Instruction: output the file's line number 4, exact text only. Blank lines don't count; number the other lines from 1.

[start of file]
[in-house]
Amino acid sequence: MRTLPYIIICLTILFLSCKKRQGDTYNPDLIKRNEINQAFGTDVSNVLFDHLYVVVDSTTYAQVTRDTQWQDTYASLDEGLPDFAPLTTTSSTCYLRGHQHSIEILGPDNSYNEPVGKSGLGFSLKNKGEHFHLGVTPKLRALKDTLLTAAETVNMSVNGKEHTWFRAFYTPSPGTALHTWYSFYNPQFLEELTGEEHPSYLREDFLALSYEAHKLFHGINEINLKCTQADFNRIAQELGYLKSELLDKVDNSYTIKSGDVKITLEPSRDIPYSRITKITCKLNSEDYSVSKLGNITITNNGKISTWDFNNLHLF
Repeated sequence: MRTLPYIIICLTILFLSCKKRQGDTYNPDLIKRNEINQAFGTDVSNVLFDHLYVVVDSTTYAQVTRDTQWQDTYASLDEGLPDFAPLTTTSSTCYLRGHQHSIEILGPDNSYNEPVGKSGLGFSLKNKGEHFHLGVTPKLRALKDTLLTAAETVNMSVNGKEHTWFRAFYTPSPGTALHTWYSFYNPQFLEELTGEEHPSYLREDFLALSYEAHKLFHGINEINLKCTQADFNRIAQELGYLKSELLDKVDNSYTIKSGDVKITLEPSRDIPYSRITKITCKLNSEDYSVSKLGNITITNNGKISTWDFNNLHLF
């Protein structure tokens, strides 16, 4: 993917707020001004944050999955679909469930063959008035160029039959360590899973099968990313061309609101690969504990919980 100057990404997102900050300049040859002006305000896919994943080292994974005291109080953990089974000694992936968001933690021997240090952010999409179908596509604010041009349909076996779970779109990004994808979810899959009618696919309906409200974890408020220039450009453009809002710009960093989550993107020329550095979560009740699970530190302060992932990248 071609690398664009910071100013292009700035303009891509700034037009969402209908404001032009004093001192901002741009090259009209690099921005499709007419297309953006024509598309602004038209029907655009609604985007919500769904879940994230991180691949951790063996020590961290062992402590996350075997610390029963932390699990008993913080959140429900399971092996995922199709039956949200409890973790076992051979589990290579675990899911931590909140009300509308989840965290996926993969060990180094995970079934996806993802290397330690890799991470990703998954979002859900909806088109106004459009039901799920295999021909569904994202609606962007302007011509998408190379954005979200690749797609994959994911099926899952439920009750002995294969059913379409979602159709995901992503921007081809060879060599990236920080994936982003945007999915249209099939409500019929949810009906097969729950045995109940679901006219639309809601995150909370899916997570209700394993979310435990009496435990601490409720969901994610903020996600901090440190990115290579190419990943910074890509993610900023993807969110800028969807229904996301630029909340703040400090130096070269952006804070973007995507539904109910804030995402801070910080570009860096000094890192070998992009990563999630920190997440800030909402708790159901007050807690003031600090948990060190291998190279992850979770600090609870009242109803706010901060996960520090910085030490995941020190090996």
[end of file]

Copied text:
């Protein structure tokens, strides 16, 4: 993917707020001004944050999955679909469930063959008035160029039959360590899973099968990313061309609101690969504990919980 100057990404997102900050300049040859002006305000896919994943080292994974005291109080953990089974000694992936968001933690021997240090952010999409179908596509604010041009349909076996779970779109990004994808979810899959009618696919309906409200974890408020220039450009453009809002710009960093989550993107020329550095979560009740699970530190302060992932990248 071609690398664009910071100013292009700035303009891509700034037009969402209908404001032009004093001192901002741009090259009209690099921005499709007419297309953006024509598309602004038209029907655009609604985007919500769904879940994230991180691949951790063996020590961290062992402590996350075997610390029963932390699990008993913080959140429900399971092996995922199709039956949200409890973790076992051979589990290579675990899911931590909140009300509308989840965290996926993969060990180094995970079934996806993802290397330690890799991470990703998954979002859900909806088109106004459009039901799920295999021909569904994202609606962007302007011509998408190379954005979200690749797609994959994911099926899952439920009750002995294969059913379409979602159709995901992503921007081809060879060599990236920080994936982003945007999915249209099939409500019929949810009906097969729950045995109940679901006219639309809601995150909370899916997570209700394993979310435990009496435990601490409720969901994610903020996600901090440190990115290579190419990943910074890509993610900023993807969110800028969807229904996301630029909340703040400090130096070269952006804070973007995507539904109910804030995402801070910080570009860096000094890192070998992009990563999630920190997440800030909402708790159901007050807690003031600090948990060190291998190279992850979770600090609870009242109803706010901060996960520090910085030490995941020190090996």